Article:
Taking their cue from fish, scientists in the US have built a navigational aid that will help robots and remote sensors find their way around the world`s vast oceans. The team describes its research today in the Institute of Physics publication Journal of Micromechanics and Microengineering.
Fish and many amphibian animals find their way through even the murkiest of waters, navigate raging torrents and spot obstacles, predators and prey using a sensory organ known as the lateral line system. Sometimes known as the fish`s sixth sense, the lateral line is a system of thousands of tiny hair cells that run the length of the fish`s body. The lateral line responds to fluid flow around the fish and allows it to detect obstacles and sense the movement of water even in complete darkness.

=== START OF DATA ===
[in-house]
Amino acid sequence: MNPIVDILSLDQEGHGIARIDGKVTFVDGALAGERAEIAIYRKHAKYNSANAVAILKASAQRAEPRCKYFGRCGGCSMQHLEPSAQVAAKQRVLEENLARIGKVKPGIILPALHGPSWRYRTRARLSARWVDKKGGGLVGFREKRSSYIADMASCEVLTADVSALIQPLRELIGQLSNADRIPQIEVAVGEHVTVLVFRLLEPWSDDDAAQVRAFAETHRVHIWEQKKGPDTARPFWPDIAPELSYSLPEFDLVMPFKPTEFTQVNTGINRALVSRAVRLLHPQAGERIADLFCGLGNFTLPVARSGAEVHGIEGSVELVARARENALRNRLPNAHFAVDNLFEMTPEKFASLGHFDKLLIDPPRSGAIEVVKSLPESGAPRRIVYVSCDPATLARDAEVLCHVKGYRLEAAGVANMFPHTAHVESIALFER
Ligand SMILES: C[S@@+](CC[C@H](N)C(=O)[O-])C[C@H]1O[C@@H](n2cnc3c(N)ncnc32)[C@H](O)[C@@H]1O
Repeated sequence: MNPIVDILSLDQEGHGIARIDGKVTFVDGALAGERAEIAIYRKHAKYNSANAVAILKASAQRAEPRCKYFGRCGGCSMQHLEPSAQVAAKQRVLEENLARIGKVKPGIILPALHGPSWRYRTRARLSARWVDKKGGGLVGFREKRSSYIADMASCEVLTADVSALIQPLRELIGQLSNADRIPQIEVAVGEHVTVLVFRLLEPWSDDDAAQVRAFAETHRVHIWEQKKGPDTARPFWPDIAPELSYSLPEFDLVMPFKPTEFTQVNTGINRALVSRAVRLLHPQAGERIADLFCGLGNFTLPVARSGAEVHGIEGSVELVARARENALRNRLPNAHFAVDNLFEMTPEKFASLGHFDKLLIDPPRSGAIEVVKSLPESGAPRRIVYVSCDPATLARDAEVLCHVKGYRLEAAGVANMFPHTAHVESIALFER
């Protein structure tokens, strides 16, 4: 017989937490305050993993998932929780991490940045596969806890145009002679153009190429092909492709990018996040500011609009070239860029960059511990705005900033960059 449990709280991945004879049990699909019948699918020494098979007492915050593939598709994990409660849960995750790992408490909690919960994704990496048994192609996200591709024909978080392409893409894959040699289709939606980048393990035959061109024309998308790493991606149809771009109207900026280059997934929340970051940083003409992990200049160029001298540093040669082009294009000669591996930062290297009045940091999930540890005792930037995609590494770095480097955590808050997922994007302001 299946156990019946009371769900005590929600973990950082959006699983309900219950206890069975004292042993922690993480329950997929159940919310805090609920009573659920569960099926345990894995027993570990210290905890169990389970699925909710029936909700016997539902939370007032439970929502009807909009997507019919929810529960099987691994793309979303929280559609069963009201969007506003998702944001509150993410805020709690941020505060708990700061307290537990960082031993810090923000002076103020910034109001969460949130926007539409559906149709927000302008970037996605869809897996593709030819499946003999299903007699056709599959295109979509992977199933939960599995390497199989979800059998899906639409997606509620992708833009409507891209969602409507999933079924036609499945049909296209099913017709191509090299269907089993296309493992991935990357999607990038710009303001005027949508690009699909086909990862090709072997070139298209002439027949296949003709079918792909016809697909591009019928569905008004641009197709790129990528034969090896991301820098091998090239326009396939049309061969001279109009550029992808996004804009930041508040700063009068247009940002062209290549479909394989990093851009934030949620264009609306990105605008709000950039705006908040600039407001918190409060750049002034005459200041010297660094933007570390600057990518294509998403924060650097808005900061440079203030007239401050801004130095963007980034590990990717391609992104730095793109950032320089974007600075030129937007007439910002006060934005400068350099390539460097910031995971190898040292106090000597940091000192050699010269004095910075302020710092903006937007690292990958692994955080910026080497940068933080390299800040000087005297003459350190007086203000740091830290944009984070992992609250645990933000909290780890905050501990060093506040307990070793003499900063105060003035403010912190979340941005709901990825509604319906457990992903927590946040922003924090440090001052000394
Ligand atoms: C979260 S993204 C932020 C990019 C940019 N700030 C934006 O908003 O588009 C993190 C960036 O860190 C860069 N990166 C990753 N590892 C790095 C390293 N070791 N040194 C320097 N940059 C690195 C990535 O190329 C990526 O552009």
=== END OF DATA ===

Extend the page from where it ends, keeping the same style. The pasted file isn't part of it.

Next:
Now, electrical engineer Chang Liu, entomologist Fred Delcomyn and their colleagues at the University of Illinois at Urbana-Champaign, USA have developed an artificial lateral line that could give underwater vehicles and robots a sixth sense. Robots equipped with the lateral line system will be able to navigate and feel in water.
Dianne Stilwell | alfa
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